Local govts need to 'curb GDP craze'

Updated: 2011-04-07 11:03

By Chen Weihua (China Daily)

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Local govts need to 'curb GDP craze'

From left: Wang Shi from China Vanke, Feng Lun from Vantone, Zhang Weiying from Peking University and other business executives at a reception in New York. Provided to China Daily

NEW YORK - While the central bank, the People's Bank of China, raised interest rates on Wednesday to stave off inflation, economists warned about the risky moves that local governments are taking to boost their GDP growth.

The reshuffling of local leaders as they take office is expected to take place in many Chinese cities in the coming year but experts said the turnover usually means a new wave of investments from them, said Lei Da, professor at the Institute of Research, Renmin University of China.

"Too many local governments regard themselves as corporations and they feel they are efficient and have done a good job in making investment and boosting economic growth," Lei told the Sino-US Macroeconomic Roundtable held on Wednesday at Columbia University.

He said it will not be easy to persuade these governments to stop their investment strategies.

"They are still obsessed with the GDP," he said, adding that such governments and an overly powerful State-owned enterprise (SOE) sector will pose problem to the next stage of China's economic transformation.

While acknowledging the needs to move from an economy driven by exports and investments to an economy driven more by domestic consumption, Lei said the shift will not be easy.

"It is entirely possible that for quite a while, investment will still be the driving force. But in the long run, it is only sustainable if the economy is primarily driven by domestic consumption," he said.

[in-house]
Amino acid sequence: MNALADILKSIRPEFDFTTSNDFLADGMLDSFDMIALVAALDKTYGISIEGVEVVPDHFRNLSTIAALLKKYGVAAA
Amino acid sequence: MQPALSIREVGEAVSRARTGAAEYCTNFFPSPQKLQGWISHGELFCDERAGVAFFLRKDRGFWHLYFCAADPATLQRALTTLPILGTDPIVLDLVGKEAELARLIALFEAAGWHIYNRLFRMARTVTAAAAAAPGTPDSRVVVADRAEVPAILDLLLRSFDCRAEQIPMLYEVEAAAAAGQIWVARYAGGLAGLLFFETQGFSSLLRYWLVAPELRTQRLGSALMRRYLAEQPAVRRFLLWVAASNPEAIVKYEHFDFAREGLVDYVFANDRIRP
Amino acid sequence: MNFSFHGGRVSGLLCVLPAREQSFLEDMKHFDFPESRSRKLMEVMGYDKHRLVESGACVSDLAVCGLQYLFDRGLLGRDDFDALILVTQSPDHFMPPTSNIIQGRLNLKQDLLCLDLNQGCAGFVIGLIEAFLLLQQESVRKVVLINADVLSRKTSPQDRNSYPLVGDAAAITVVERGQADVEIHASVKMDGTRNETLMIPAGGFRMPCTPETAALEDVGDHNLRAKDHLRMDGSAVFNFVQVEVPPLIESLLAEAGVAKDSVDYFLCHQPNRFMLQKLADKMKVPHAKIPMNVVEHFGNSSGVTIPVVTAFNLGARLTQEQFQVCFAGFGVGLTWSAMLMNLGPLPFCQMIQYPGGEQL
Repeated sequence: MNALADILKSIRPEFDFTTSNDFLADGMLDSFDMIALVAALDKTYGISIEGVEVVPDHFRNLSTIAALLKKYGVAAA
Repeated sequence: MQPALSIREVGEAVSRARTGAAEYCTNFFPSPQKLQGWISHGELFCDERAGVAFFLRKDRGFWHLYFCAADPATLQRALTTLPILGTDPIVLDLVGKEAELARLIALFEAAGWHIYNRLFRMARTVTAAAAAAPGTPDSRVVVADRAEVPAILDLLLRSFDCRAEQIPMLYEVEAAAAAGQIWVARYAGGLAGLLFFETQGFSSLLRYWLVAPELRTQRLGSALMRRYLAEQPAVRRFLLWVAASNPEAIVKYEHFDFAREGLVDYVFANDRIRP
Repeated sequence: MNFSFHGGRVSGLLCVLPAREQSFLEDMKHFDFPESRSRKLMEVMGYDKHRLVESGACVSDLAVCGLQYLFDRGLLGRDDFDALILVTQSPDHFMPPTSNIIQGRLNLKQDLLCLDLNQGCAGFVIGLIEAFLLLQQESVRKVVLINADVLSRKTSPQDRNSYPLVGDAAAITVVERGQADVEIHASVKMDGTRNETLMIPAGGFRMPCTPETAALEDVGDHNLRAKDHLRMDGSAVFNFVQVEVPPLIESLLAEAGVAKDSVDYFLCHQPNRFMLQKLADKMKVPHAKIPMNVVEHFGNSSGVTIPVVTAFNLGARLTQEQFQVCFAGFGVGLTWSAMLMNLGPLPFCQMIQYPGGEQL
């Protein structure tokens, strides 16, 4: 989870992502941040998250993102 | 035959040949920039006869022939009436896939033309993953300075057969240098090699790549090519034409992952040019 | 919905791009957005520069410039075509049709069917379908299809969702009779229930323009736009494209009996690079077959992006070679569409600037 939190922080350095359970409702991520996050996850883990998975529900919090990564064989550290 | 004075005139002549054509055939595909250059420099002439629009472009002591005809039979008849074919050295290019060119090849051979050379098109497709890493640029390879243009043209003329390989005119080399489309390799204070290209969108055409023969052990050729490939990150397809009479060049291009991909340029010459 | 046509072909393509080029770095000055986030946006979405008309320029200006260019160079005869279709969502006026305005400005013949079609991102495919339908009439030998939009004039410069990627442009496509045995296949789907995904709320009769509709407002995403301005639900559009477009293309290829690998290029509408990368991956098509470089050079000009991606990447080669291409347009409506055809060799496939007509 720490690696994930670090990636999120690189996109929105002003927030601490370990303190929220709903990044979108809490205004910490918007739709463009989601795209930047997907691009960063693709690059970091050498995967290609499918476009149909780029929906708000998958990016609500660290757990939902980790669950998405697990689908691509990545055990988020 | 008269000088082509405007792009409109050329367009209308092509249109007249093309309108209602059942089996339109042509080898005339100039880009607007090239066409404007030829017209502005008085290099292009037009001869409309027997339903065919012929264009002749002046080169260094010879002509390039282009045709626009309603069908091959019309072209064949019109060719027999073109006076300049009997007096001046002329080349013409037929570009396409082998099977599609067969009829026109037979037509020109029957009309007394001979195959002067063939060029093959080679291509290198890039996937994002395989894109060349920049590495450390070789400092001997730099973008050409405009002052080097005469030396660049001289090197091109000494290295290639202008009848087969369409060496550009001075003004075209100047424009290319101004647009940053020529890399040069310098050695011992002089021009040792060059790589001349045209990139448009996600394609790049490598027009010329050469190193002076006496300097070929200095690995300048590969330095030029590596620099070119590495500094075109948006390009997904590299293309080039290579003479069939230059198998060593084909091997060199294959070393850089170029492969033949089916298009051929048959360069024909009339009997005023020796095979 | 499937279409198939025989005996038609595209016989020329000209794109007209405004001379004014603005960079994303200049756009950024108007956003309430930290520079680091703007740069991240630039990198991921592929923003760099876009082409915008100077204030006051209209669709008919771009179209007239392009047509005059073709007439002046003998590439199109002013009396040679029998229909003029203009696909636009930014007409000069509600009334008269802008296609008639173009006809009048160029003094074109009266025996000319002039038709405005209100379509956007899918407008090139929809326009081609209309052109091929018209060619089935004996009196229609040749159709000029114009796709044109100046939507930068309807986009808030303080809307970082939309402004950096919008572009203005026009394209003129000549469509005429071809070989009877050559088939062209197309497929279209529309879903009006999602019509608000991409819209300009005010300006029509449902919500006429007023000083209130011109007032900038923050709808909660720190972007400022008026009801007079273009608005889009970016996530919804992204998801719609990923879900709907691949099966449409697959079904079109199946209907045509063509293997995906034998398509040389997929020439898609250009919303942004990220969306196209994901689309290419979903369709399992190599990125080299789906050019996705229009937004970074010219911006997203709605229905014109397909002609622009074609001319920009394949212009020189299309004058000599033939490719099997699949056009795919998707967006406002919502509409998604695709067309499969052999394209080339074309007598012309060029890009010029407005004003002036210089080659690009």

Lei pointed to wage increases and increases in government public spending as factors in boosting domestic consumption. But that process could be as long as five years.

"In the past, too much of the wealth distribution has gone to the government and too little has gone to the people, so private consumption has been curbed," Lei said.

Lei believes that inflation is not only tolerable but also necessary if China's GDP growth surpasses its consumer price index (CPI) by 3 percentage points, and if China's income growth surpasses CPI by 5 percentage points.

Jose Antonio Ocampo, professor in the School of International and Public Affairs at Columbia University, believes that China should not be too obsessed with keeping inflation low. He believes a 5 percent inflation is acceptable and unavoidable.

Christopher Cooper, managing partner of the Chinese Services Group at Deloitte LLP, pointed out SOEs as an inefficient sector in the use of capital.

Ken Davies, senior staff associate, Vale Columbia Center on Sustainable International Investment at Columbia University, suggests that China should further open up its service sectors to foreign investors so Chinese consumers can enjoy better services.

In Davies' view, China's service sector that serves the people is not up to the standards of China's manufacturing industry.

Cooper said while he likes to see the narrowing of the income gap to create more equality, the problem of millions of Chinese college graduates who cannot find jobs should be addressed more earnestly.

He said China needs more college graduates to go to work if the country wants to move up the wage chain.

China Daily


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